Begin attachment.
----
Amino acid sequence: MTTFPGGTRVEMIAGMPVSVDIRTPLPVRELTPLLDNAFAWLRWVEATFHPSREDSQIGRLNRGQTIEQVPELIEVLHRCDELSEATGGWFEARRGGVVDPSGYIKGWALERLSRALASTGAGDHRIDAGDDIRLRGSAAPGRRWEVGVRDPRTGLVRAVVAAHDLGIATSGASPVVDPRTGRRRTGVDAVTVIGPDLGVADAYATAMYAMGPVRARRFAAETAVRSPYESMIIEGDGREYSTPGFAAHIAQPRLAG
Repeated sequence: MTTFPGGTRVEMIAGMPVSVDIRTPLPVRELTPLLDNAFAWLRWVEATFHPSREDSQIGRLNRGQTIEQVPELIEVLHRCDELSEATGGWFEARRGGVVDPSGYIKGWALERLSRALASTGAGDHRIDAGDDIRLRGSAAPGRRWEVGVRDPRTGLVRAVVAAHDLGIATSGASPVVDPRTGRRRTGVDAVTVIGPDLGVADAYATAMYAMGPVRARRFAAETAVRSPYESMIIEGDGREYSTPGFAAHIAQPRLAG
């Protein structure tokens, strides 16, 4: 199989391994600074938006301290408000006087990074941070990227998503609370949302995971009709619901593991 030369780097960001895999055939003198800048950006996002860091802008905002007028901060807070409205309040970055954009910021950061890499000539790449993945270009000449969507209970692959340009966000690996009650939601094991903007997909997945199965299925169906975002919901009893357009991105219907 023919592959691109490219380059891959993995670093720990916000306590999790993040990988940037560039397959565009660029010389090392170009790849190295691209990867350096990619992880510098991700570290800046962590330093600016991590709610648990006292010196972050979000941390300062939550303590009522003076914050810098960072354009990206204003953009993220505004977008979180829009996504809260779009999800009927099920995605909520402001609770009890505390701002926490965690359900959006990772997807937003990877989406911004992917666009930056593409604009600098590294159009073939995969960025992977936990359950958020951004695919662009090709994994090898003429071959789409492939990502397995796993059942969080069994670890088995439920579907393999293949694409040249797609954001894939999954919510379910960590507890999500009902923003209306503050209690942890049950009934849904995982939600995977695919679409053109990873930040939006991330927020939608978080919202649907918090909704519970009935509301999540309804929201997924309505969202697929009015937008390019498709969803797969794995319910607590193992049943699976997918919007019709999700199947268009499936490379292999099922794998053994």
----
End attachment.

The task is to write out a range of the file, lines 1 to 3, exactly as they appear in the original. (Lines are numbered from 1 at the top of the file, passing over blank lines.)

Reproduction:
Amino acid sequence: MTTFPGGTRVEMIAGMPVSVDIRTPLPVRELTPLLDNAFAWLRWVEATFHPSREDSQIGRLNRGQTIEQVPELIEVLHRCDELSEATGGWFEARRGGVVDPSGYIKGWALERLSRALASTGAGDHRIDAGDDIRLRGSAAPGRRWEVGVRDPRTGLVRAVVAAHDLGIATSGASPVVDPRTGRRRTGVDAVTVIGPDLGVADAYATAMYAMGPVRARRFAAETAVRSPYESMIIEGDGREYSTPGFAAHIAQPRLAG
Repeated sequence: MTTFPGGTRVEMIAGMPVSVDIRTPLPVRELTPLLDNAFAWLRWVEATFHPSREDSQIGRLNRGQTIEQVPELIEVLHRCDELSEATGGWFEARRGGVVDPSGYIKGWALERLSRALASTGAGDHRIDAGDDIRLRGSAAPGRRWEVGVRDPRTGLVRAVVAAHDLGIATSGASPVVDPRTGRRRTGVDAVTVIGPDLGVADAYATAMYAMGPVRARRFAAETAVRSPYESMIIEGDGREYSTPGFAAHIAQPRLAG
């Protein structure tokens, strides 16, 4: 199989391994600074938006301290408000006087990074941070990227998503609370949302995971009709619901593991 030369780097960001895999055939003198800048950006996002860091802008905002007028901060807070409205309040970055954009910021950061890499000539790449993945270009000449969507209970692959340009966000690996009650939601094991903007997909997945199965299925169906975002919901009893357009991105219907 023919592959691109490219380059891959993995670093720990916000306590999790993040990988940037560039397959565009660029010389090392170009790849190295691209990867350096990619992880510098991700570290800046962590330093600016991590709610648990006292010196972050979000941390300062939550303590009522003076914050810098960072354009990206204003953009993220505004977008979180829009996504809260779009999800009927099920995605909520402001609770009890505390701002926490965690359900959006990772997807937003990877989406911004992917666009930056593409604009600098590294159009073939995969960025992977936990359950958020951004695919662009090709994994090898003429071959789409492939990502397995796993059942969080069994670890088995439920579907393999293949694409040249797609954001894939999954919510379910960590507890999500009902923003209306503050209690942890049950009934849904995982939600995977695919679409053109990873930040939006991330927020939608978080919202649907918090909704519970009935509301999540309804929201997924309505969202697929009015937008390019498709969803797969794995319910607590193992049943699976997918919007019709999700199947268009499936490379292999099922794998053994």